The new regulations in North Stonington also anticipated trends in agritourism, approving accessory uses to farms including event barns and onsite food production. “Through the regulations we are acknowledging our agricultural heritage and building on it,” said Hodge. Popular winery Jonathan Edwards enjoys successful event spaces. New businesses in North Stonington include Farmtrue, which produces organic, sustainably sourced ghee, and Jovial Foods, which makes gluten-free pasta and organic sauce.
North Stonington sped up their approval process in town hall by combining Land Use and Building Departments to maximize resources and increase communication as they manage several commissions under one umbrella. Adopting a proactive approach to business retention, expansion and startup, Hodge and commission members connect with businesses and get ready for the next innovation.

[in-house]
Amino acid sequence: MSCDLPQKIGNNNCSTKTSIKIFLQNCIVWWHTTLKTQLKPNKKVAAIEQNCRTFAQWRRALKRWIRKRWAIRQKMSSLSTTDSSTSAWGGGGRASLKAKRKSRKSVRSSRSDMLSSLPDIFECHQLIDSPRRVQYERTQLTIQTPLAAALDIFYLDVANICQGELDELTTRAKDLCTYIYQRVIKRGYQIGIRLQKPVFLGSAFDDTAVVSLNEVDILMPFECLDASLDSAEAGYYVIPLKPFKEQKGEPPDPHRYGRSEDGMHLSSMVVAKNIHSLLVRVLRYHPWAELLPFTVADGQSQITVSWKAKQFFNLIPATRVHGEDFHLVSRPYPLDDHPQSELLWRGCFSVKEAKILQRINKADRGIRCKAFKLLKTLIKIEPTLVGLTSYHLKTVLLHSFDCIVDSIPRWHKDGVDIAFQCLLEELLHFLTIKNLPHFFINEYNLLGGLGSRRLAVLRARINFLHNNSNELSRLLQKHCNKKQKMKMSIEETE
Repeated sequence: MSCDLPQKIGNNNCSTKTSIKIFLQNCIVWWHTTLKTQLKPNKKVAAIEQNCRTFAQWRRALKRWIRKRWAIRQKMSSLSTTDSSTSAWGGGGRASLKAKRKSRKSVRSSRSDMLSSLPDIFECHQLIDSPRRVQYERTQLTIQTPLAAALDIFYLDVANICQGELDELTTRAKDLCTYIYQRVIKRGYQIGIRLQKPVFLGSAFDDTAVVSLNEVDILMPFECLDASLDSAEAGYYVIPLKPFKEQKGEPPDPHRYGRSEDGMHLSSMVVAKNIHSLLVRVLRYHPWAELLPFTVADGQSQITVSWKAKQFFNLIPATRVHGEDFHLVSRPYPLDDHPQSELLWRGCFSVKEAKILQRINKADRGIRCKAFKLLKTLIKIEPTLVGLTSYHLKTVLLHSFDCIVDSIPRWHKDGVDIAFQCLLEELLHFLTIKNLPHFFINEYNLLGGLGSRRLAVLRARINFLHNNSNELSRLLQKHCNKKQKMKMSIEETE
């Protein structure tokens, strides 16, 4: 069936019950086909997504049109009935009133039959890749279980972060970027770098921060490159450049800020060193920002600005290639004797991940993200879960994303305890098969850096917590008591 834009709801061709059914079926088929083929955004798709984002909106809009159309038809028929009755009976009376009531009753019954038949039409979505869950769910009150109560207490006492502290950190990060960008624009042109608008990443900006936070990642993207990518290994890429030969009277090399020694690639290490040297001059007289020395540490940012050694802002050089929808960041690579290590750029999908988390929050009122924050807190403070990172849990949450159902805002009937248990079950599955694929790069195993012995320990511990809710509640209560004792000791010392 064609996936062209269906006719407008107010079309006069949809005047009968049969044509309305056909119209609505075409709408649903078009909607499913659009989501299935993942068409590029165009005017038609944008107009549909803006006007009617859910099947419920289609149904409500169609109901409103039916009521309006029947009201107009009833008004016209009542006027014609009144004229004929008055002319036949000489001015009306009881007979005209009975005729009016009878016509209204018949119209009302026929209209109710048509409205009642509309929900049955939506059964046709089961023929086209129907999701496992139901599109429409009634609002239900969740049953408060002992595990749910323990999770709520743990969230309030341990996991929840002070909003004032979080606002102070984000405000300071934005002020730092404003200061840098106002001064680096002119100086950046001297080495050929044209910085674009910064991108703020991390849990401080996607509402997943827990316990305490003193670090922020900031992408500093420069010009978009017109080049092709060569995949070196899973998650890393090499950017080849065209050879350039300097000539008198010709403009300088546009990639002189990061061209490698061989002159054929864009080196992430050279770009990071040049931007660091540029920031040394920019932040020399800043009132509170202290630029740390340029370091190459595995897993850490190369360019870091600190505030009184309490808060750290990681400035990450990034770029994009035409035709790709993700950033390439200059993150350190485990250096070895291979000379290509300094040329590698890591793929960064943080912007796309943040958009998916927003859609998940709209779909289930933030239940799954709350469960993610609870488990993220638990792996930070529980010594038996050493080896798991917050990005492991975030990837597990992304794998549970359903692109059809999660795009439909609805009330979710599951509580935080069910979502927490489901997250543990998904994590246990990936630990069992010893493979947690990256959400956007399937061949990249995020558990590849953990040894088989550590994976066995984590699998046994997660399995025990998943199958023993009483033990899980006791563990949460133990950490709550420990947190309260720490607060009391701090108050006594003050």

Economic Development doesn’t reside just in the offices of town hall. Existing businesses can play a vital role in welcoming new businesses and contributing to mutual success.
Launching a new business—especially one with a new concept—can be challenging. When Lindsi Bratland decided to open Pure Barre in Waterford, she had to coordinate all the details of setting up the business, while introducing the community to a new fitness trend. Fellow business owners opened their doors to Bratland to conduct classes based around a ballet barre and low impact, high intensity movements. The classes—held at diverse locations including restaurants, boutiques, and salons—created a unique draw for the businesses while giving Bratland a chance to build interest in Pure Barre.